Some degree of confusion about measurements and simulations stems from misinterpretations about S-Parameters. The following assumes some basic understanding of S-Parameters, starting with a review of the math and hitting a lot of the fallacies I've run across. Finally, I cover how to best use S-Parameters with Mason.
The first section (definitions) has a lot of math, albeit simple math. After that I try to keep it in paragraph form, to exactly describe in words some of the implications. Advanced users might want to just read the big red bullets, and please check out the Mason specific applications.
Definitions (Quick review before it gets interesting)
S-Parameters are a ratio of voltage waves. Recall the classic voltage waves traveling down a transmission line:
V1+ is an incident wave, and V1- is the reflected wave. The strength of the reflected voltage wave is determined by:
At this point we have defined the relationship between the incident and reflected voltage waves to a single S-Parameter. The actual voltage is the sum of the incident and reflected voltage... more on that later
Note 1: S-Parameters deal with voltage waves. Not power, not voltages as measured with a multimeter (although the voltage V1 = V1++ V1-), only voltage waves.
Things get more interesting for a two-port network. The following definitions and points extend for whenever you have more than one port. Consider the following two-port network with four relevant voltage waves.
As in the one-port case, the incident and reflected voltage waves are related to the S-Parameter.
Now here's what the these equations imply: in order to define the S-Parameter, one port has to be driven and the rest of the ports have to be terminated.
Note 2: S-Parameters are defined with one port driven, and all other ports perfectly terminated. Driving more than one port? S-Parameters can't be applied directly. Port has some mismatch? Expect to see changes in system gain and match. Fortunately, the relationships aren't hard to derive (or find, down below).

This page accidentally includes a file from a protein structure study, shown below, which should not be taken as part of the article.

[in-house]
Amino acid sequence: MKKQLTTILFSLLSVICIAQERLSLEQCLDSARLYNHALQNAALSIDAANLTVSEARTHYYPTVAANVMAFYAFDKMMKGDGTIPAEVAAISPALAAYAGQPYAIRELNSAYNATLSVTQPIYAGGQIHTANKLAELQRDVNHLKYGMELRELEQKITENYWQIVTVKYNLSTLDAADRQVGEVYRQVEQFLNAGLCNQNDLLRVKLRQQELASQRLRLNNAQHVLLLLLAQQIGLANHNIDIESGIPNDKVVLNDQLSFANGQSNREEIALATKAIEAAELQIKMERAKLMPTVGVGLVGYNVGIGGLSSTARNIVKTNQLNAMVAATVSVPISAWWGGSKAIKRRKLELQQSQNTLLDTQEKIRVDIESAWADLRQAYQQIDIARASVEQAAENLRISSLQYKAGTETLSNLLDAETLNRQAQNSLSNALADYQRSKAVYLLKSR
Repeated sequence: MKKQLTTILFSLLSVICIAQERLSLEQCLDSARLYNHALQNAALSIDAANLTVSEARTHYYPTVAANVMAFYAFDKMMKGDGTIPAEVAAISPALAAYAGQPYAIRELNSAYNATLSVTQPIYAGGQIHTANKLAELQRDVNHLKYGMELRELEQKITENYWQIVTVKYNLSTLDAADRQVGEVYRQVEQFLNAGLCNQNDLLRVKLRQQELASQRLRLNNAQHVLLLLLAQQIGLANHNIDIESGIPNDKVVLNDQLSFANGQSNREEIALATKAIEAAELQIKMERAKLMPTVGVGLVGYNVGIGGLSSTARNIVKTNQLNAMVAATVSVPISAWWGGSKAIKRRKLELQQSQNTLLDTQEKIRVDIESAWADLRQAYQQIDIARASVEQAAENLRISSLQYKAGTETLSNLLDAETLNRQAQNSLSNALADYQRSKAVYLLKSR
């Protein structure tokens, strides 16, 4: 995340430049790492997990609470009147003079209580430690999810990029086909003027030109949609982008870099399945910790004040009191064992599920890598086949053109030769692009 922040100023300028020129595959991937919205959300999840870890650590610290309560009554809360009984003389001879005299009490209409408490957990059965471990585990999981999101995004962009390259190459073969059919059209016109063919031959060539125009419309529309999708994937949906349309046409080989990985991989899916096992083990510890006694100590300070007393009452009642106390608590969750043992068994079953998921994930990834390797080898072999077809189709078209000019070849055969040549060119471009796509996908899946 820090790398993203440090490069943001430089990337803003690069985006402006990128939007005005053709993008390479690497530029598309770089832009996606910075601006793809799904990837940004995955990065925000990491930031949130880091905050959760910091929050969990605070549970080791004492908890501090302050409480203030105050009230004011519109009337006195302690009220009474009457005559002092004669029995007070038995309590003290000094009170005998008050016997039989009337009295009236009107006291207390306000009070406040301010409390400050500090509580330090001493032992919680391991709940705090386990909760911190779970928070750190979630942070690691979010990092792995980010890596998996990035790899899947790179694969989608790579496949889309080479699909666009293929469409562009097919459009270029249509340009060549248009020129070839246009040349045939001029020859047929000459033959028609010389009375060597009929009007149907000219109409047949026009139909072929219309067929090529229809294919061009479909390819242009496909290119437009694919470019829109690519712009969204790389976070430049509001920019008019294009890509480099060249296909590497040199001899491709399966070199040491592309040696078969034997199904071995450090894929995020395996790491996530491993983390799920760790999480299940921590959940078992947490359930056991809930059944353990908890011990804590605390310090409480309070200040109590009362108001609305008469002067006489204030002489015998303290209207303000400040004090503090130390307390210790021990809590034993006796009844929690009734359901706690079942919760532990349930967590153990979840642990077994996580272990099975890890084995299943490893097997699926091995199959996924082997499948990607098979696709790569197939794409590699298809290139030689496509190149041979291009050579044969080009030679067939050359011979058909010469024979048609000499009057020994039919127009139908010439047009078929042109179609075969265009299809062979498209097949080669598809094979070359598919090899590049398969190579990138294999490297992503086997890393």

Voltage versus Power
These relationships are all ratios of voltage waves, and to some extent describe a voltage gain (more on that later). These are not power "waves" or any such nonsense. People often relate the power gain as:
Similarly, people will use 10*log10 for power gain, and 20*log10 for voltage gain. The assumption that is often made implicitly is that all of the ports are terminated with the same impedance. If the port impedances are not equal but are real, then this relationship can be fixed with the following:
Note that all we have done is preserved the power equation P=V^2 / R.
Note 3: Squaring the S-Parameter (even implicitly using 10*log10) is only valid if all of the port terminations are equal.
Note 4: If Mason is run with different port impedances, then it will adjust the S-Parameters accordingly (Rx/Ry is already accounted for when you run Mason).
Driving more than one port
S-Parameters are only valid for the condition that one port is driven and the rest are terminated. Consider the case of the four-way combiner, for port 1 being the input and ports 2-5 being the output. If port 1 is driven, it makes sense that port 2 will have a voltage wave -6dB less than the input (one quarter the power). But as stated above, if instead the four "output" ports are driven, obviously the -6dB number is not valid: we broke one of the S-Parameter conditions. Two approaches can be taken.